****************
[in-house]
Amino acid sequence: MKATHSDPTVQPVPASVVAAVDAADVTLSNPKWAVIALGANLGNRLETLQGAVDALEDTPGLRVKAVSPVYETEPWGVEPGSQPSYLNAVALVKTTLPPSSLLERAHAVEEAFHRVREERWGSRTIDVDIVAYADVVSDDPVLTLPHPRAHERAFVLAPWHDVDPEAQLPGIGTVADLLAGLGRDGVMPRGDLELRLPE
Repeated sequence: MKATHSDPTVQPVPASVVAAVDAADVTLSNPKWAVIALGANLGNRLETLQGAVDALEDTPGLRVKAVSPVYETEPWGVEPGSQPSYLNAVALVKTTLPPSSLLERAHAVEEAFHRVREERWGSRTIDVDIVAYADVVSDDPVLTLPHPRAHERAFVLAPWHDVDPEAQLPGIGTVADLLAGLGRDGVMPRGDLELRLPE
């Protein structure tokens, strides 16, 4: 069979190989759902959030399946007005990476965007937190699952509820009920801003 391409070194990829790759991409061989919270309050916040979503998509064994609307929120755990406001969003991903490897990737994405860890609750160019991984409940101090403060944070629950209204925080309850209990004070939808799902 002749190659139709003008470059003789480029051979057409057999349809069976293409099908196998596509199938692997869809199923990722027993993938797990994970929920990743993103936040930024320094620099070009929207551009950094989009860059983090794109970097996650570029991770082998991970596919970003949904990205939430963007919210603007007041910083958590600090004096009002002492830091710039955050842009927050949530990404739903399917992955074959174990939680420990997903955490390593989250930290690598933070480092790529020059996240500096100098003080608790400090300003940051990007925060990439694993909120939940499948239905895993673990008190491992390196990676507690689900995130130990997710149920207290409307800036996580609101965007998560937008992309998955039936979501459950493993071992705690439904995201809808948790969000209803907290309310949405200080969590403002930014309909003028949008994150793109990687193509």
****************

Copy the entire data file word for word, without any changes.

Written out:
[in-house]
Amino acid sequence: MKATHSDPTVQPVPASVVAAVDAADVTLSNPKWAVIALGANLGNRLETLQGAVDALEDTPGLRVKAVSPVYETEPWGVEPGSQPSYLNAVALVKTTLPPSSLLERAHAVEEAFHRVREERWGSRTIDVDIVAYADVVSDDPVLTLPHPRAHERAFVLAPWHDVDPEAQLPGIGTVADLLAGLGRDGVMPRGDLELRLPE
Repeated sequence: MKATHSDPTVQPVPASVVAAVDAADVTLSNPKWAVIALGANLGNRLETLQGAVDALEDTPGLRVKAVSPVYETEPWGVEPGSQPSYLNAVALVKTTLPPSSLLERAHAVEEAFHRVREERWGSRTIDVDIVAYADVVSDDPVLTLPHPRAHERAFVLAPWHDVDPEAQLPGIGTVADLLAGLGRDGVMPRGDLELRLPE
């Protein structure tokens, strides 16, 4: 069979190989759902959030399946007005990476965007937190699952509820009920801003 391409070194990829790759991409061989919270309050916040979503998509064994609307929120755990406001969003991903490897990737994405860890609750160019991984409940101090403060944070629950209204925080309850209990004070939808799902 002749190659139709003008470059003789480029051979057409057999349809069976293409099908196998596509199938692997869809199923990722027993993938797990994970929920990743993103936040930024320094620099070009929207551009950094989009860059983090794109970097996650570029991770082998991970596919970003949904990205939430963007919210603007007041910083958590600090004096009002002492830091710039955050842009927050949530990404739903399917992955074959174990939680420990997903955490390593989250930290690598933070480092790529020059996240500096100098003080608790400090300003940051990007925060990439694993909120939940499948239905895993673990008190491992390196990676507690689900995130130990997710149920207290409307800036996580609101965007998560937008992309998955039936979501459950493993071992705690439904995201809808948790969000209803907290309310949405200080969590403002930014309909003028949008994150793109990687193509």